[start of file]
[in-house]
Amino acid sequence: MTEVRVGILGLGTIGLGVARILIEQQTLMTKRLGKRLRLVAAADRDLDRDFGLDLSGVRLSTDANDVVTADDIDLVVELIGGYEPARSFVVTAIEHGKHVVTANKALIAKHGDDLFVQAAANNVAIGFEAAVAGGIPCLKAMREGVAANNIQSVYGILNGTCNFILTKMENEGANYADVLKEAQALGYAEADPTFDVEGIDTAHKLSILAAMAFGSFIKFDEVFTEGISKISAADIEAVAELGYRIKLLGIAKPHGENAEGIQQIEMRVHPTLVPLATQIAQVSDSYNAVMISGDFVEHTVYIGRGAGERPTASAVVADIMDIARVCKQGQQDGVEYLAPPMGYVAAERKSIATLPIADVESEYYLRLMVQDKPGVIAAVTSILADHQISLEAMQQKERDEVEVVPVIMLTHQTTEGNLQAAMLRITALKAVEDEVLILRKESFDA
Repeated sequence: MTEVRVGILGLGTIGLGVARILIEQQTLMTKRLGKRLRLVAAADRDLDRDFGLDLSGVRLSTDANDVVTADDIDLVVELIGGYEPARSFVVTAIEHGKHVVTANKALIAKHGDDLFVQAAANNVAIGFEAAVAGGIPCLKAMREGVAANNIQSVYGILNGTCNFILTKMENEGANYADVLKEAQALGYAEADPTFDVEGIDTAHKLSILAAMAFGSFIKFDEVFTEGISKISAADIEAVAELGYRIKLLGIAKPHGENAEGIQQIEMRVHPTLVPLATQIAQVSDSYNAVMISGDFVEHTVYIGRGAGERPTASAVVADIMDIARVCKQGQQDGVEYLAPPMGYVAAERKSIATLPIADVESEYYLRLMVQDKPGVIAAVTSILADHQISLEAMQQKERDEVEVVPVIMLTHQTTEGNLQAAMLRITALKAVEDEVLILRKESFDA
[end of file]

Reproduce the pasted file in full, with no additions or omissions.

[in-house]
Amino acid sequence: MTEVRVGILGLGTIGLGVARILIEQQTLMTKRLGKRLRLVAAADRDLDRDFGLDLSGVRLSTDANDVVTADDIDLVVELIGGYEPARSFVVTAIEHGKHVVTANKALIAKHGDDLFVQAAANNVAIGFEAAVAGGIPCLKAMREGVAANNIQSVYGILNGTCNFILTKMENEGANYADVLKEAQALGYAEADPTFDVEGIDTAHKLSILAAMAFGSFIKFDEVFTEGISKISAADIEAVAELGYRIKLLGIAKPHGENAEGIQQIEMRVHPTLVPLATQIAQVSDSYNAVMISGDFVEHTVYIGRGAGERPTASAVVADIMDIARVCKQGQQDGVEYLAPPMGYVAAERKSIATLPIADVESEYYLRLMVQDKPGVIAAVTSILADHQISLEAMQQKERDEVEVVPVIMLTHQTTEGNLQAAMLRITALKAVEDEVLILRKESFDA
Repeated sequence: MTEVRVGILGLGTIGLGVARILIEQQTLMTKRLGKRLRLVAAADRDLDRDFGLDLSGVRLSTDANDVVTADDIDLVVELIGGYEPARSFVVTAIEHGKHVVTANKALIAKHGDDLFVQAAANNVAIGFEAAVAGGIPCLKAMREGVAANNIQSVYGILNGTCNFILTKMENEGANYADVLKEAQALGYAEADPTFDVEGIDTAHKLSILAAMAFGSFIKFDEVFTEGISKISAADIEAVAELGYRIKLLGIAKPHGENAEGIQQIEMRVHPTLVPLATQIAQVSDSYNAVMISGDFVEHTVYIGRGAGERPTASAVVADIMDIARVCKQGQQDGVEYLAPPMGYVAAERKSIATLPIADVESEYYLRLMVQDKPGVIAAVTSILADHQISLEAMQQKERDEVEVVPVIMLTHQTTEGNLQAAMLRITALKAVEDEVLILRKESFDA